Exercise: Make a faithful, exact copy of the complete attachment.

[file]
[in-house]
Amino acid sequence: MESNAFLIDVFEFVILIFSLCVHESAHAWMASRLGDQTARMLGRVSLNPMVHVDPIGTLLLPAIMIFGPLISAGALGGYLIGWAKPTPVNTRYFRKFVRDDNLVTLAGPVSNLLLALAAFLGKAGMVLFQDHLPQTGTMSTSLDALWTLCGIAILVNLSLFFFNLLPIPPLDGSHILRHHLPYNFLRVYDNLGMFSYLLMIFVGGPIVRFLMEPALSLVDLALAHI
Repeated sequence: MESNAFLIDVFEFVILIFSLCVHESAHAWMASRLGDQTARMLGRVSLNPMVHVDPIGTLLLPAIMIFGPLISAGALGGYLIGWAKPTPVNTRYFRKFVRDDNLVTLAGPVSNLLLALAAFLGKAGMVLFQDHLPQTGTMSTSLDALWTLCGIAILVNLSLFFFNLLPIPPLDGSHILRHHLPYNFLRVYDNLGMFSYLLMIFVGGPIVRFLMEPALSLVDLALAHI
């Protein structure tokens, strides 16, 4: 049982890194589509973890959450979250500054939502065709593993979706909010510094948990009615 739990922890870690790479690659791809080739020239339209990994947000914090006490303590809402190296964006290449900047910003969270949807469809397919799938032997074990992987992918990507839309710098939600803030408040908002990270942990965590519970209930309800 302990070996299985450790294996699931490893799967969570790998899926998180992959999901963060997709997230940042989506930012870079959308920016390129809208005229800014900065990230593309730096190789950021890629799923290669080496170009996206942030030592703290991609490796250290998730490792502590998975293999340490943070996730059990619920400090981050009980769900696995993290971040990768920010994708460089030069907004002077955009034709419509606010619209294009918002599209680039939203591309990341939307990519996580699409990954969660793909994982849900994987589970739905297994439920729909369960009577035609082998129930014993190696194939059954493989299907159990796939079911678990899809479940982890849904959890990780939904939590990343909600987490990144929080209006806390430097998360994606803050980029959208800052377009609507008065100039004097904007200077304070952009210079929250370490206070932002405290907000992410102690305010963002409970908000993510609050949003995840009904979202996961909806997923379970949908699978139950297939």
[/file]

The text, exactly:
[in-house]
Amino acid sequence: MESNAFLIDVFEFVILIFSLCVHESAHAWMASRLGDQTARMLGRVSLNPMVHVDPIGTLLLPAIMIFGPLISAGALGGYLIGWAKPTPVNTRYFRKFVRDDNLVTLAGPVSNLLLALAAFLGKAGMVLFQDHLPQTGTMSTSLDALWTLCGIAILVNLSLFFFNLLPIPPLDGSHILRHHLPYNFLRVYDNLGMFSYLLMIFVGGPIVRFLMEPALSLVDLALAHI
Repeated sequence: MESNAFLIDVFEFVILIFSLCVHESAHAWMASRLGDQTARMLGRVSLNPMVHVDPIGTLLLPAIMIFGPLISAGALGGYLIGWAKPTPVNTRYFRKFVRDDNLVTLAGPVSNLLLALAAFLGKAGMVLFQDHLPQTGTMSTSLDALWTLCGIAILVNLSLFFFNLLPIPPLDGSHILRHHLPYNFLRVYDNLGMFSYLLMIFVGGPIVRFLMEPALSLVDLALAHI
């Protein structure tokens, strides 16, 4: 049982890194589509973890959450979250500054939502065709593993979706909010510094948990009615 739990922890870690790479690659791809080739020239339209990994947000914090006490303590809402190296964006290449900047910003969270949807469809397919799938032997074990992987992918990507839309710098939600803030408040908002990270942990965590519970209930309800 302990070996299985450790294996699931490893799967969570790998899926998180992959999901963060997709997230940042989506930012870079959308920016390129809208005229800014900065990230593309730096190789950021890629799923290669080496170009996206942030030592703290991609490796250290998730490792502590998975293999340490943070996730059990619920400090981050009980769900696995993290971040990768920010994708460089030069907004002077955009034709419509606010619209294009918002599209680039939203591309990341939307990519996580699409990954969660793909994982849900994987589970739905297994439920729909369960009577035609082998129930014993190696194939059954493989299907159990796939079911678990899809479940982890849904959890990780939904939590990343909600987490990144929080209006806390430097998360994606803050980029959208800052377009609507008065100039004097904007200077304070952009210079929250370490206070932002405290907000992410102690305010963002409970908000993510609050949003995840009904979202996961909806997923379970949908699978139950297939």